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Crohn’s and Colitis Canada launches a new project in partnership with UM

March 25, 2021 — 

Crohn’s and Colitis Canada has announced that Dr. Charles Bernstein and Dr. Lesley Graff of the University of Manitoba will join the Promoting Access and Care Through Centres of Excellence (PACE) network with their research project Integrating psychological and nutritional interventions for patients with IBD.

Launched in 2016, the Crohn’s and Colitis Canada PACE network is the first national network of IBD Centres of Excellence, with each centre housing a multidisciplinary team that specializes in the treatment and management of inflammatory bowel disease (IBD).

The teams at five leading IBD centres – Sinai Health System, McGill University Health Centre, McMaster University Medical Centre, University of Calgary and University of Alberta – work to advance best practices for health-care professionals and elevate the standard of care received by Canadians living with IBD.

Bernstein, director of the Inflammatory Bowel Disease Clinical and Research Centre at UM, and Graff, professor and head of the clinical health psychology department at UM, are joining the PACE network to find a way to make essential, personalized mental health, diet and nutritional care accessible to Canadians living with IBD. 

“In Canada, the mental health, diet and nutritional needs of individuals living with Crohn’s or colitis are not included in a typical care plan. The best way to provide care is with a qualified team that is able to address an individual’s unique needs through a holistic and personalized approach based on evidence,” says Susan Cowan, CEO of Crohn’s and Colitis Canada.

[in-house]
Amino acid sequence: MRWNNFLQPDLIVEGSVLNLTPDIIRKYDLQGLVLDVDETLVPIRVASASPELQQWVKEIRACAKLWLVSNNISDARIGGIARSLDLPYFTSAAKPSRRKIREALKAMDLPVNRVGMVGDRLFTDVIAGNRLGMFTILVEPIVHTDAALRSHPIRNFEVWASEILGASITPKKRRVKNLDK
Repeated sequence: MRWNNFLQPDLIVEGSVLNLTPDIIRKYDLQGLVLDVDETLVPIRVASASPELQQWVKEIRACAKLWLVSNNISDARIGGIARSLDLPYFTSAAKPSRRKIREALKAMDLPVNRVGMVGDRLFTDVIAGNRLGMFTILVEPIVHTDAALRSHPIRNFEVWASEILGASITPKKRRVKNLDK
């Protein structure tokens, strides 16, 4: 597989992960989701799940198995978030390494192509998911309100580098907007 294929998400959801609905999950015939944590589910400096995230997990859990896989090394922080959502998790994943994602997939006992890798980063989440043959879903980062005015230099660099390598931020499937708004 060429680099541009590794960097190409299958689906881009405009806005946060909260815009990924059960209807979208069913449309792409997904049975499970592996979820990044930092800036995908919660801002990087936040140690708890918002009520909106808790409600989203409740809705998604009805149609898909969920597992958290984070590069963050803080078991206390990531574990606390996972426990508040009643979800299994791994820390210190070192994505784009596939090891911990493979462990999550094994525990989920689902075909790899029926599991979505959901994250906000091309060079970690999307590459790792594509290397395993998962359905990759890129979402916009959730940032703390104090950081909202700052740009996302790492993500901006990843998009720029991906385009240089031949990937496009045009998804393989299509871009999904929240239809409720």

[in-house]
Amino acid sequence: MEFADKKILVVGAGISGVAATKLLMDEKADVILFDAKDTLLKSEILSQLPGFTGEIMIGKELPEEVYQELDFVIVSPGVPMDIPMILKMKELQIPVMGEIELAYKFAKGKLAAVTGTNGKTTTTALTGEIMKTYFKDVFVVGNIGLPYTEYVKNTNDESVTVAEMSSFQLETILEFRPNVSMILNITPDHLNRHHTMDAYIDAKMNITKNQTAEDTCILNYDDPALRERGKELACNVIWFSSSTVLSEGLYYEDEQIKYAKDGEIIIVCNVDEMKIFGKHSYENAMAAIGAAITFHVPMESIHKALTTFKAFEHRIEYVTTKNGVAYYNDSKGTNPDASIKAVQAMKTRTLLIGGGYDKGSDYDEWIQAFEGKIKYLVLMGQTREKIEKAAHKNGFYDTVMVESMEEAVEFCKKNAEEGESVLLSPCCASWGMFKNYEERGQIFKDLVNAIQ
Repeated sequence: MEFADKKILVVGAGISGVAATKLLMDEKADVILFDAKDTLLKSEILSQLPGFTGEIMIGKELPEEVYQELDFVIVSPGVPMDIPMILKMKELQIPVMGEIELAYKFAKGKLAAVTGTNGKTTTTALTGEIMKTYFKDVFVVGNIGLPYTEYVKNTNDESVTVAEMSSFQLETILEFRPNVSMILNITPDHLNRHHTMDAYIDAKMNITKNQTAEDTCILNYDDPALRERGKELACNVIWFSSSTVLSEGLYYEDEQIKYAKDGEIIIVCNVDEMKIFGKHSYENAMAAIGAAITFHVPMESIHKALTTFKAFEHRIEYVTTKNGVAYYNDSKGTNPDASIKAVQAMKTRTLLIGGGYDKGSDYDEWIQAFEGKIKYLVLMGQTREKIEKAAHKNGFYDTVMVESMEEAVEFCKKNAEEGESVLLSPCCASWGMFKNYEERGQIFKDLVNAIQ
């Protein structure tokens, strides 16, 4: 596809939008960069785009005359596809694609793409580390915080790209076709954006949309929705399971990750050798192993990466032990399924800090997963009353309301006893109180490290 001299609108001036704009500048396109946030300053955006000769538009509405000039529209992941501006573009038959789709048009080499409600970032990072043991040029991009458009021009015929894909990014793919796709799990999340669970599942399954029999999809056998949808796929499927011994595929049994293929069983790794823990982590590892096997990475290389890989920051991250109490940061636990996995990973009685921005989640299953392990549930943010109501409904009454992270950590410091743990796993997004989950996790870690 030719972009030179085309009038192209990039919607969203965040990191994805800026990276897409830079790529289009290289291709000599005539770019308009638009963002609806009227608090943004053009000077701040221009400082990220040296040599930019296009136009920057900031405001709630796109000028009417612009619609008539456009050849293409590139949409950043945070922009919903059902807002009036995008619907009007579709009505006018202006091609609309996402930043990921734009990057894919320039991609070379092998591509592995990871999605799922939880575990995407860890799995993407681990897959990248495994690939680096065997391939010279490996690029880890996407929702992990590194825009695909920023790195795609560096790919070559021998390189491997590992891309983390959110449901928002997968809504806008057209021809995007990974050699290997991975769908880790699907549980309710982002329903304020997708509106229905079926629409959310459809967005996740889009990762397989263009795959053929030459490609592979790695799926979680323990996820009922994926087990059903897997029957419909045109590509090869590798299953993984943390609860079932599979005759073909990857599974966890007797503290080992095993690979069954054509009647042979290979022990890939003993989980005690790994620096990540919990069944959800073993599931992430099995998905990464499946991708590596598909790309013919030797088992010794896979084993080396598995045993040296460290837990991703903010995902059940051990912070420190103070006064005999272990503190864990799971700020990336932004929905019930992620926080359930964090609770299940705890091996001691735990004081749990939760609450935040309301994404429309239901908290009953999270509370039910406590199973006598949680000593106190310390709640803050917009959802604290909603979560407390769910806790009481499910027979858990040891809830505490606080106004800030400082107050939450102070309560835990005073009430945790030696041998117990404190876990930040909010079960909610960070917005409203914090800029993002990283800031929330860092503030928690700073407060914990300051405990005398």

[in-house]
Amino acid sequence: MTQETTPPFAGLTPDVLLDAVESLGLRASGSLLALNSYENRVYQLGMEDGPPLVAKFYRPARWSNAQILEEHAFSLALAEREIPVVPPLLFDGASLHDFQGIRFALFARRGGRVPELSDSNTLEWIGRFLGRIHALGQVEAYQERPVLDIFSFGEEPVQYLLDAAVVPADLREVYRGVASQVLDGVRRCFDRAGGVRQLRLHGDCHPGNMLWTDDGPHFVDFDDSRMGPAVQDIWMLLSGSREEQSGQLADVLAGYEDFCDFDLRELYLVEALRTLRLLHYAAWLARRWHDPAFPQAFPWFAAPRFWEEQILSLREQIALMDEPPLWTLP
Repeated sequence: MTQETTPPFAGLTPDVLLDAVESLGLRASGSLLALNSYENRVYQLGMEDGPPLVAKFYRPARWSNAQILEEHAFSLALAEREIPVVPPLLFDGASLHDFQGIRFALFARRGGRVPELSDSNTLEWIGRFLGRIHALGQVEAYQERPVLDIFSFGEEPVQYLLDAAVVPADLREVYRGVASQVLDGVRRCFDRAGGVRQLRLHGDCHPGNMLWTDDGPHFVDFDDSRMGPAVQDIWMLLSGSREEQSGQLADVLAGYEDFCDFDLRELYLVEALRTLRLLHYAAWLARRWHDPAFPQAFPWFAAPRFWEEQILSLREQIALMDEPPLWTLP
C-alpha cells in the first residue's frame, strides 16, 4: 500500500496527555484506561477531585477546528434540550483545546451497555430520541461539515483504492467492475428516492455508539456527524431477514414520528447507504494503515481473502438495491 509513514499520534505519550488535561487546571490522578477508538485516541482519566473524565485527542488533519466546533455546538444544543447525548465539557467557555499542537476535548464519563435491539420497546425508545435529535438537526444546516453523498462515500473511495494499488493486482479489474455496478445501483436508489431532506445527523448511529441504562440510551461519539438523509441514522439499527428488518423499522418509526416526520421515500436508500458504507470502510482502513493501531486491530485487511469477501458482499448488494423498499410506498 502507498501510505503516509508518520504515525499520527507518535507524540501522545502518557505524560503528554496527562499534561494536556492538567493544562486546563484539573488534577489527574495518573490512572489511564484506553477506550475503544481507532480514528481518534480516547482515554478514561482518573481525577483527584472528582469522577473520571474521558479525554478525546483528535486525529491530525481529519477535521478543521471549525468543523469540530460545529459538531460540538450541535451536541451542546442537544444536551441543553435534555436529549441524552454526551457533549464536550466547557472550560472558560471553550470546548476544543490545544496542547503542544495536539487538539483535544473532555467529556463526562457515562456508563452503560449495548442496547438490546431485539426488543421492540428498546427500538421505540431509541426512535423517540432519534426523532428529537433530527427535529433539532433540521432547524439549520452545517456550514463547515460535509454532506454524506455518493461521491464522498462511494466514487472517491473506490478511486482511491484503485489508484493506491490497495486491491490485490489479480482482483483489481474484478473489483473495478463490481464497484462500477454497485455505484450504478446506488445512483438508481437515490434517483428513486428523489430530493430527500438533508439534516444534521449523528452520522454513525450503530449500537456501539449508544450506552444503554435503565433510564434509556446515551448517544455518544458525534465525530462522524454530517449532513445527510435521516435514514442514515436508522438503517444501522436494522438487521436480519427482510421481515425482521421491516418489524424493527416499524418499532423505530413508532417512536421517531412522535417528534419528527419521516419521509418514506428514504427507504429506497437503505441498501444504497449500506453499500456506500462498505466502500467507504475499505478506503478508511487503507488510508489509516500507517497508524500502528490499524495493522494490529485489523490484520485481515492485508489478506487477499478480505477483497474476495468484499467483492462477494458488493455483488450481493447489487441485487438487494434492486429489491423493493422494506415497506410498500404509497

“We are proud to expand the PACE network to include the important research work of Dr. Bernstein and Dr. Graff to increase the accessibility of mental health, diet and nutritional care.”

Bernstein and Graff will develop an online screening tool that enables an individual to communicate their personal needs in regards to mental health, diet and nutrition. The health-care provider will use this information to deliver clinical education and interventions tailored to the disease-related needs identified by the individual.

Clinical education materials and mental health and nutritional approaches most commonly used during the pilot will be distributed to IBD clinics across the country to improve the overall approach to integrated patient care.

“Though people living with IBD and their health-care providers increasingly recognize the importance of the connection between the disease and mental health, too often these needs are not integrated as part of the IBD care, and there continue to be gaps in fully assessing and addressing them,” says Graff.

“Similar to mental health, people with IBD would benefit from expert guidance to address their nutritional health in the context of IBD. The project will determine the extent to which routinely identifying and responding to mental health and nutrition needs in the IBD clinic using a tailored approach can improve outcomes and quality of life,” says Bernstein.

Every project incorporated into the PACE network is selected after undergoing a competitive peer-review process, and aligns with Crohn’s and Colitis Canada’s promise to discover cures and improve quality of life for everyone affected by IBD. 

To learn more about the PACE network, please visit

About Crohn’s and Colitis Canada

Crohn’s and Colitis Canada is on a relentless journey to find the cures for Crohn’s disease and ulcerative colitis and improve the lives of children and adults affected by these chronic diseases. We are the country’s largest volunteer-based organization with this mission and are one of the top two health charity funders of Crohn’s and colitis research in the world, investing over $130 million in research to date. We are transforming the lives of people affected by Crohn’s and colitis through research, patient programs, advocacy, and awareness. For more information, visit and follow us @getgutsycanada on TwitterFacebook, and Instagram.

Research at the University of Manitoba is partially supported by funding from the Government of Canada Research Support Fund.

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